Payer Roundup—Trump administration rejects Ohio's request to end individual mandate

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The CMS has rejected one state's request to end the individual mandate. (Getty/vinnstock)

Trump administration rejects Ohio's request to end individual mandate

The federal government rejected the Buckeye State's request to end the individual mandate under the Affordable Care Act.

The Centers for Medicare & Medicaid Services said in a letter (PDF) last week that Ohio's request was incomplete and did not include a plan to ensure the number of people with insurance doesn't fall. 

According to the letter, the state sought to be the first to be rid of the individual mandate as Congress' 2017 tax law only reduced the noninsurance penalty to $0 and did not completely get rid of the mandate itself.  

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The waiver also did not cite a reason for the request, the agency said. (Letter [PDF])

Medicaid more cost-effective than ACA?

Insuring people through the ACA marketplace costs 43% more than through Medicaid, according to an analysis from a former exchange insurer.

UnitedHealth Group, which left the marketplace two years ago, said it spent about $9,400 a year to cover an eligible low-income adult's enrollment in the exchanges, compared to $5,400 under Medicaid.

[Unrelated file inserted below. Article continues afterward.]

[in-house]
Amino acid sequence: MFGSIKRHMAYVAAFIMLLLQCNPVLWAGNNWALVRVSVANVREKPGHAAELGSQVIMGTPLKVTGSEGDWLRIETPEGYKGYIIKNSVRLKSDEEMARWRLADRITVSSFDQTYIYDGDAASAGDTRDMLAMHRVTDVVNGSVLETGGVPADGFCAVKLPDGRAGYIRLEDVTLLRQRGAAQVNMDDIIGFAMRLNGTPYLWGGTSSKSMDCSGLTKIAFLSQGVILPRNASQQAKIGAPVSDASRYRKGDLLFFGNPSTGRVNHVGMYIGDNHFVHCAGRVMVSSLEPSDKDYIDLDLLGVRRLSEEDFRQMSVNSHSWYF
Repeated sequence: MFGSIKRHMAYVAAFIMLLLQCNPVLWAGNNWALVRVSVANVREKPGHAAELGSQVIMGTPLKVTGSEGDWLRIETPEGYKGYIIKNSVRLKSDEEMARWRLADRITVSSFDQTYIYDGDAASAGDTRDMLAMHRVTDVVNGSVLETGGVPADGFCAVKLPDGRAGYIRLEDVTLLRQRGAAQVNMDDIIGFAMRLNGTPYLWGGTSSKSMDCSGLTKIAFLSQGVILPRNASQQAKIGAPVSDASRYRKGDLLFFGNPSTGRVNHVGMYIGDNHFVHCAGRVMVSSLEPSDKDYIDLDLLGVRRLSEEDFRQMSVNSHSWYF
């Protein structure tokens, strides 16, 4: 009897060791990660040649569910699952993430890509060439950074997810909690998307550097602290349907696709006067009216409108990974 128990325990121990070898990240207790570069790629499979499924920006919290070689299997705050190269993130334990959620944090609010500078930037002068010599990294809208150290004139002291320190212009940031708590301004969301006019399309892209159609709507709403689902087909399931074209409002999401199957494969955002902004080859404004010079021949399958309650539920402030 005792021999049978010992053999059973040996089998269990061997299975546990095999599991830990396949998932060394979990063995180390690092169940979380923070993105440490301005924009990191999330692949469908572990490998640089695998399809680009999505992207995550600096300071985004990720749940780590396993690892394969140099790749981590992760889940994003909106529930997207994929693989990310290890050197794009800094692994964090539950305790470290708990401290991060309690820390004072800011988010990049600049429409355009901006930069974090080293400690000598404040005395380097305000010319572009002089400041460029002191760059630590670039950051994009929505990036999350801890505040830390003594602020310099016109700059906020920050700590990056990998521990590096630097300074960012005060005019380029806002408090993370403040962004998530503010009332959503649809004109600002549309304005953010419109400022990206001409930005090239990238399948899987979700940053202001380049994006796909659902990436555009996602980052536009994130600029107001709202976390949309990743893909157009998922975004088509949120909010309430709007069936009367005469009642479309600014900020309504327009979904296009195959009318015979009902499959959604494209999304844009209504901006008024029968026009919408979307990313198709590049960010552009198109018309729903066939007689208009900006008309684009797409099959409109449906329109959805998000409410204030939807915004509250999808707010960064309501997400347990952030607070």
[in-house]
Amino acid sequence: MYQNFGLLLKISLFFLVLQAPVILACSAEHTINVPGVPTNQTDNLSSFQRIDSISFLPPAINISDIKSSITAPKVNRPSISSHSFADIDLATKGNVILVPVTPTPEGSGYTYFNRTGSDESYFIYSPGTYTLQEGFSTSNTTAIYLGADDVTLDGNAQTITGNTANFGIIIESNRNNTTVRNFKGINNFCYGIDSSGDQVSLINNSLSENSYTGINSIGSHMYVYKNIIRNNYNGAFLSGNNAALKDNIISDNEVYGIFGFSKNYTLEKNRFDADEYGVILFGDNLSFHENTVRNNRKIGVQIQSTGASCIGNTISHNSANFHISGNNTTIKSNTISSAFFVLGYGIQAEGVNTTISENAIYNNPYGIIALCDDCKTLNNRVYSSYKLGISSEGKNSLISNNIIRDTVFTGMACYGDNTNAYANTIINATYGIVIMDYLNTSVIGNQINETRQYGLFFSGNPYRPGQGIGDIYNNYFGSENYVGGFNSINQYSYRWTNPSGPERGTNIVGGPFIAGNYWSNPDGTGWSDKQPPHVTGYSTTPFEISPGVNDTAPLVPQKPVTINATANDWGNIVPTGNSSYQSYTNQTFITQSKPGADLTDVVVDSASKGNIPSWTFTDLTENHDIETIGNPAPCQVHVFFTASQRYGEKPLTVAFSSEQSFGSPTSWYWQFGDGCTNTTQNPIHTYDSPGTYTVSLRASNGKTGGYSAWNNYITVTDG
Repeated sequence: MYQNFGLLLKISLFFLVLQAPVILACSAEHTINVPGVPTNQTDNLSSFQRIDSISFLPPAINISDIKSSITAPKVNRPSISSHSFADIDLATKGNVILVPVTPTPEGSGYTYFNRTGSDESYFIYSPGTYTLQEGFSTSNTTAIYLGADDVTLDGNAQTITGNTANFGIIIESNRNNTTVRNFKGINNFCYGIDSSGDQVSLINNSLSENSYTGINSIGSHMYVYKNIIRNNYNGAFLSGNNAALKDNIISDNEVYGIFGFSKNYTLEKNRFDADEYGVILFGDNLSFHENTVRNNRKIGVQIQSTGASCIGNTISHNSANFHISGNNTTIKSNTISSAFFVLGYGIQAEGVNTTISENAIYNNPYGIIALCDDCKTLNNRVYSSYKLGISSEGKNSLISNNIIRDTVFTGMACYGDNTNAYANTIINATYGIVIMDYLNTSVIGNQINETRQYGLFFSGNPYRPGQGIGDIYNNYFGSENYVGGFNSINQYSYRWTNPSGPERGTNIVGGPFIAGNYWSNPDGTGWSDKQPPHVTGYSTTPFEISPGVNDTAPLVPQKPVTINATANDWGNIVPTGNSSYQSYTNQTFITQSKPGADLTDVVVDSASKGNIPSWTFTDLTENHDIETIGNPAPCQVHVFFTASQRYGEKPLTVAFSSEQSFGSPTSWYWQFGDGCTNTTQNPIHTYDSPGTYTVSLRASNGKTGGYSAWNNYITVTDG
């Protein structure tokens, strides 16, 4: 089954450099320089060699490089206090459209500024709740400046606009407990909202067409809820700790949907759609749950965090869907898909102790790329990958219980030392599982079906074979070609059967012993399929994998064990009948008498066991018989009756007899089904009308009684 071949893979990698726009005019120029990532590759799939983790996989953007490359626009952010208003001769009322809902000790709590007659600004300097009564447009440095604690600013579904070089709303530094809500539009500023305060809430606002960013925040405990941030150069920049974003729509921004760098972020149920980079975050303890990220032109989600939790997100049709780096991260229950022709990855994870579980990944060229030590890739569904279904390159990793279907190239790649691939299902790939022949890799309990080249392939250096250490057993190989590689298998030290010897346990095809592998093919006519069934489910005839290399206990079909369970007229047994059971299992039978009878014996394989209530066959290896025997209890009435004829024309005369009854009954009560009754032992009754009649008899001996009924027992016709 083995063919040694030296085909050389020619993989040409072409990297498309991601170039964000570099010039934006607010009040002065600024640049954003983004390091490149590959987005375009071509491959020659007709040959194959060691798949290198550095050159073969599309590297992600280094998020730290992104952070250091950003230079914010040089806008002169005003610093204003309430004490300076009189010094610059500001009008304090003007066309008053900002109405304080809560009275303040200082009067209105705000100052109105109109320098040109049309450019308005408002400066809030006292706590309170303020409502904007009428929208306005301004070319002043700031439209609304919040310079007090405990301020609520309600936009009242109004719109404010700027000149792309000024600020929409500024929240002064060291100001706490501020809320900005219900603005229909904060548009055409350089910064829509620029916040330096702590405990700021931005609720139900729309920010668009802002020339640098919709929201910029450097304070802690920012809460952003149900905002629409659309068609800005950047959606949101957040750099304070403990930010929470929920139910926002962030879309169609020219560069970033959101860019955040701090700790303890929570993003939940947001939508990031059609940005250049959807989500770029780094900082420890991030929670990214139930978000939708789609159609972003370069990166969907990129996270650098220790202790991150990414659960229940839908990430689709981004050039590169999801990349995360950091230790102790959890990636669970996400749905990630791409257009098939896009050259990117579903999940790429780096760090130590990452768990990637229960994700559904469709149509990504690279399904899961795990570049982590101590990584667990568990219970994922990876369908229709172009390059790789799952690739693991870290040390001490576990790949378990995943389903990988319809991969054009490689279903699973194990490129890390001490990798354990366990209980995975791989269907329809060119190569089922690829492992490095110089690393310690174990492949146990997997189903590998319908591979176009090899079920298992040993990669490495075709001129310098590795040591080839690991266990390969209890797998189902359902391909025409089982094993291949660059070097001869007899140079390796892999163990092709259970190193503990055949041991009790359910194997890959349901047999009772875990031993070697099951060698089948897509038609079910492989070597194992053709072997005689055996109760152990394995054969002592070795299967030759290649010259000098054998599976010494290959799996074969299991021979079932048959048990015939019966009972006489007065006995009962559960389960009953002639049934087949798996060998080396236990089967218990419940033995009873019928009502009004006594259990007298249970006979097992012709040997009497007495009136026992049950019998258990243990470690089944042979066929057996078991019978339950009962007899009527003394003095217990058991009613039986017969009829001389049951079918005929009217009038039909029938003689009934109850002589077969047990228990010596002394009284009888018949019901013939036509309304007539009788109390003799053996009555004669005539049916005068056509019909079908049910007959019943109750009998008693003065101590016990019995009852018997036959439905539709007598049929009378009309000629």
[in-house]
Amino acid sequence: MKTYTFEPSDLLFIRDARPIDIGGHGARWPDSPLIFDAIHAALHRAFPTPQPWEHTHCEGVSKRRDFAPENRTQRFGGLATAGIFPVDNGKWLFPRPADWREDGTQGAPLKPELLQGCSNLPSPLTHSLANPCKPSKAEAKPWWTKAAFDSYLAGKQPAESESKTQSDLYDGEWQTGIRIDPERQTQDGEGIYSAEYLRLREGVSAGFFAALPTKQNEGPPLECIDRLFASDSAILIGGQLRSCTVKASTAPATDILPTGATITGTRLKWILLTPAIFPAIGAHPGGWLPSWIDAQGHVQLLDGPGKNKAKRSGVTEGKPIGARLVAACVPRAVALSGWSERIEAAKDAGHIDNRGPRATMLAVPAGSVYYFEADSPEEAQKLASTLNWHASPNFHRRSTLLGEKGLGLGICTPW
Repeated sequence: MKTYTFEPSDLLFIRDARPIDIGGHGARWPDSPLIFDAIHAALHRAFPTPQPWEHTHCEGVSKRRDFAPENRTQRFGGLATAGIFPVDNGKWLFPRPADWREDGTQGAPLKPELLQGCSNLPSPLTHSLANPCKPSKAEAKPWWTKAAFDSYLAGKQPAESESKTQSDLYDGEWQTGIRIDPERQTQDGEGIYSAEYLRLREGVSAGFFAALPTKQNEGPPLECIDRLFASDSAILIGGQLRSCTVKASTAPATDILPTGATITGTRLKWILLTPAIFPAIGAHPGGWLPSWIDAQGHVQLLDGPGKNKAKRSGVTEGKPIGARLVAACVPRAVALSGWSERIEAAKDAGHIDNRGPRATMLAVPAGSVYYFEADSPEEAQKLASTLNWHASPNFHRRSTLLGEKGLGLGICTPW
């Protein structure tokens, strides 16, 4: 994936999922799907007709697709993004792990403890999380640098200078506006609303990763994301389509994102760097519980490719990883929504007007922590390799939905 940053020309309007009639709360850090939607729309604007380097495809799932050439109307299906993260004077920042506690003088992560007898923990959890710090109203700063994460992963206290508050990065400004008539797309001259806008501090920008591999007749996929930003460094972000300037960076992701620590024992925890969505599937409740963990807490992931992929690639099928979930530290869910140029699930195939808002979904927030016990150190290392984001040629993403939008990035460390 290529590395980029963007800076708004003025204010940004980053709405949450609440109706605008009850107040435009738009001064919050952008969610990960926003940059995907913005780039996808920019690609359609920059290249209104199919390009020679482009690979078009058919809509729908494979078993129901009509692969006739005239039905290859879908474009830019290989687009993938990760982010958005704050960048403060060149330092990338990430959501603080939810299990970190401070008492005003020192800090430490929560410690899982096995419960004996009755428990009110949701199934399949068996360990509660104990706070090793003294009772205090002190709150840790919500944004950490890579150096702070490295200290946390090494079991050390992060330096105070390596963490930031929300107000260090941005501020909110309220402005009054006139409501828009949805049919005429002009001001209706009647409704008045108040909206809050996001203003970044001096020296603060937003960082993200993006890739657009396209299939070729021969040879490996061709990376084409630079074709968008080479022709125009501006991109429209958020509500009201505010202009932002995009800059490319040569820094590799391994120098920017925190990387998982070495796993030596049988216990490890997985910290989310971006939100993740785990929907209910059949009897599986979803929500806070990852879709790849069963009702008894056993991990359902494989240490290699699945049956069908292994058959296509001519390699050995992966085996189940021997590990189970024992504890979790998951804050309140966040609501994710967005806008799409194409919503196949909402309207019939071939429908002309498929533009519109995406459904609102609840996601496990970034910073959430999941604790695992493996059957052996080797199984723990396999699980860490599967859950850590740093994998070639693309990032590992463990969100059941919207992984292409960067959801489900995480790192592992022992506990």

The insurer blamed a higher-than-expected risk pool and lower-than-expected enrollments for why the marketplace has "fallen short" of its goals.

"Exchanges have failed to achieve enrollment expectations and currently cover far fewer people than other coverage platforms," the insurer said. "Exchanges face low expectations for new growth and overall future participation." (Analysis)

Michigan removes 'racist' Medicaid work exemption

The sponsor behind Michigan's proposed work requirement bill says state lawmakers are removing an exemption that some have criticized as racist.

State Sen. Mike Shirkey, a Republican, told the Associated Press that a provision which would allow people living in counties with 8.5% or higher unemployment meet the requirement by researching for jobs unless the unemployment rate drops below 5%, which critics said favored white residents in rural areas.

The state Senate passed the bill last month and a new version could appear as early as this week. (Associated Press)

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